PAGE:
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Methylphenidate (By mouth)

Treats attention deficit hyperactivity disorder (ADHD) or narcolepsy. This medicine is a stimulant.

What works?

Learn more about the effects of these drugs. The most reliable research is summed up for you in our featured article.

Methylphenidate is used to treat attention deficit hyperactivity disorder (ADHD). It belongs to the group of medicines called central nervous system (CNS) stimulants. Methylphenidate is also used to treat narcolepsy. Narcolepsy is an uncontrollable desire for sleep or a sudden attack of deep sleep. Methylphenidate works in the treatment of ADHD by increasing attention and decreasing restlessness… Read more
Brand names include
Concerta, Metadate CD, Metadate ER, Methylin, Methylin ER, Quillivant XR, Ritalin, Ritalin LA, Ritalin-SR
Other forms
Absorbed through the skin
Drug classes About this
CNS Stimulant, Central Nervous System Agent

What works? Research summarized

Evidence reviews

Core ADHD symptom improvement with atomoxetine versus methylphenidate: a direct comparison meta-analysis

Bibliographic details: Hazell PL, Kohn MR, Dickson R, Walton RJ, Granger RE, Wyk GW.  Core ADHD symptom improvement with atomoxetine versus methylphenidate: a direct comparison meta-analysis. Journal of Attention Disorders 2011; 15(8): 674-683 Available from: http://jad.sagepub.com/content/15/8/674.abstract

A meta-analyses comparing atomoxetine with methylphenidate for treatment of children with attention-deficit/hyperactivity disorder

Bibliographic details: Xv PR, Fang ZM.  A meta-analyses comparing atomoxetine with methylphenidate for treatment of children with attention-deficit/hyperactivity disorder. Chinese Journal of Evidence-Based Medicine 2009; 9(3): 346-349 Available from: http://www.cjebm.org.cn/oa/DArticle.aspx?type=view&id=090318

A systematic review and economic model of the effectiveness and cost-effectiveness of methylphenidate, dexamfetamine and atomoxetine for the treatment of attention deficit hyperactivity disorder in children and adolescents

This review concluded that drug treatment was more effective than no drug treatment, but there was insufficient evidence to compare different drugs for effectiveness or safety. This was a well-conducted review and the authors' conclusions are likely to be reliable.

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Summaries for consumers

Treatment Options for ADHD in Children and Teens: A Review of Research for Parents and Caregivers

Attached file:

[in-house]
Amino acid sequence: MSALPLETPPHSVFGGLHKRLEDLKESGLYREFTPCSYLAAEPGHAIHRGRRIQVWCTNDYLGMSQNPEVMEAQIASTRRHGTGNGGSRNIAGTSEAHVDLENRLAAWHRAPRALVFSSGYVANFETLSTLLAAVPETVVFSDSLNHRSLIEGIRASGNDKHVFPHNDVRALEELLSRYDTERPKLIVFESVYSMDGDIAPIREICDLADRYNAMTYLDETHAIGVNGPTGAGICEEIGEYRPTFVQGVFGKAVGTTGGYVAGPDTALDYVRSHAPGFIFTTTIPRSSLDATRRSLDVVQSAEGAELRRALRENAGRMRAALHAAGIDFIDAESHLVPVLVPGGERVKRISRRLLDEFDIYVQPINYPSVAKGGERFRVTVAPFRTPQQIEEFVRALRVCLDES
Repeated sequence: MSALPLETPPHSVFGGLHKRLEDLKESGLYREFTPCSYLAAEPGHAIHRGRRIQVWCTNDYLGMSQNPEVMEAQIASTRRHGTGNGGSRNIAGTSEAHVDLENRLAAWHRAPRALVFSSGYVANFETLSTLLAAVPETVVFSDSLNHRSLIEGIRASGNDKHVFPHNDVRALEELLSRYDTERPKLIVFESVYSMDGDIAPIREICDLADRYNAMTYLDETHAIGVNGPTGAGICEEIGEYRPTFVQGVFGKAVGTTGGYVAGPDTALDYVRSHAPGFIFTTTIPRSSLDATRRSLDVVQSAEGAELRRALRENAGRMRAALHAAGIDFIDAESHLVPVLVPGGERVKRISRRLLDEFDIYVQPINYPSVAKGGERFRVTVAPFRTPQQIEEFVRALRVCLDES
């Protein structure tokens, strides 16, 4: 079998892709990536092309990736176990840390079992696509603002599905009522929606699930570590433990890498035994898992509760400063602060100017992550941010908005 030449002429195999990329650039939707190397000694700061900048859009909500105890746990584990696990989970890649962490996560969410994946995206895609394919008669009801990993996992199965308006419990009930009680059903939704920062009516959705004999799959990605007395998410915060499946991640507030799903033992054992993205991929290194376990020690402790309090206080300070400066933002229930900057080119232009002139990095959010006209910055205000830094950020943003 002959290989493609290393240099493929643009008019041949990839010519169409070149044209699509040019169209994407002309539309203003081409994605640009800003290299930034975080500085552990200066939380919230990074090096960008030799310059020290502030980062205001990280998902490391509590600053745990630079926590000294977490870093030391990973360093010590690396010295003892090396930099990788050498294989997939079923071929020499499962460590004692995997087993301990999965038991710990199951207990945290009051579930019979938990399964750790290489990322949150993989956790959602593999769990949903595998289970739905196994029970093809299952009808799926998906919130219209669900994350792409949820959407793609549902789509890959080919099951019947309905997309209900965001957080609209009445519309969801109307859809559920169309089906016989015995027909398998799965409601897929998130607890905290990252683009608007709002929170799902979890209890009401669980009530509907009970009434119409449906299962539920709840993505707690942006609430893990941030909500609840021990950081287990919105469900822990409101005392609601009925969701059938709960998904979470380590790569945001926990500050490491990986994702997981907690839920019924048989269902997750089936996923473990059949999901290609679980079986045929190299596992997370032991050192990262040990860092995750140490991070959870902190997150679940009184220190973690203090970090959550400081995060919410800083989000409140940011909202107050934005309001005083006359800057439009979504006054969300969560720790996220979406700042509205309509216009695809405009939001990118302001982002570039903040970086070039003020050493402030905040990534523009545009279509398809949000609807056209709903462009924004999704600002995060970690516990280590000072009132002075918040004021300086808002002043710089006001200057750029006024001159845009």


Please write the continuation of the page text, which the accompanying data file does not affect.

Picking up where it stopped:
This summary discusses the different types of treatment for ADHD. It explains what research says about how each treatment improves symptoms and the risks involved with each treatment. It can help you talk with the doctor about ADHD and your child.

Medications for Attention Deficit Hyperactivity Disorder in children with tics

As many as half of all children with tic disorders also have Attention Deficit Hyperactivity Disorder (ADHD). Symptoms of ADHD are often more disabling for children than their tics. Historically, the reported ability of stimulant medications to worsen tics has limited their use in children who have both a chronic tic disorder and ADHD. To evaluate evidence for this reported phenomenon we searched for clinical trials of medications for ADHD used specifically in children with tic disorders. The trials indicate that a number of stimulant and non‐stimulant medications are safe and effective treatments for ADHD symptoms and do not worsen tics. High dose stimulants may transiently worsen tics in some children, and worsening tics may limit dose increases of stimulants in some children, but in the majority of children both tics and ADHD symptoms improve with use of stimulant medications.

Efficacy of pharmacological treatments for fatigue associated with advanced disease

Fatigue in advanced disease such as cancer can be described as a subjective feeling of tiredness, weakness, or lack of energy. It is debilitating, impacting daily activity and quality of life, and continues to be a frequent challenge in palliative care. Underlying mechanisms are still not understood, which complicates its treatment. Although various pharmacological approaches have been examined, it has not been possible to recommend a specific treatment for fatigue based on scientific evidence. In this review, we aimed to identify substances that alleviate fatigue in advanced disease. We identified 22 studies for analysis, reporting fatigue treatment in 1632 participants, examining neurological diseases (multiple sclerosis (10), postpolio syndrome (1)), different types of cancer (6), HIV (4), and end‐stage chronic lung disease (1). The identified therapeutic drugs can be considered as drugs interacting with the central nervous system, hormones, anti‐inflammatory substances, or food supplement. Unfortunately, most studies included relatively small numbers of participants and research methodology was often heterogenous, resulting in weak and inconclusive data. Thus, based on the limited evidence, the authors still cannot recommend a specific drug for the treatment of fatigue in palliative care, although amantadine in multiple sclerosis and methylphenidate in cancer patients showed a superior effect. Interestingly, the literature search did not reflect the common clinical practice of using corticosteroids (drugs interacting with the immune system) for the treatment of fatigue in palliative care, since there was a lack of such studies. However, future research on psychostimulants and corticosteroids may be promising. In addition, consensus is needed concerning the measurement of fatigue in advanced disease (e.g. which scale should be used).

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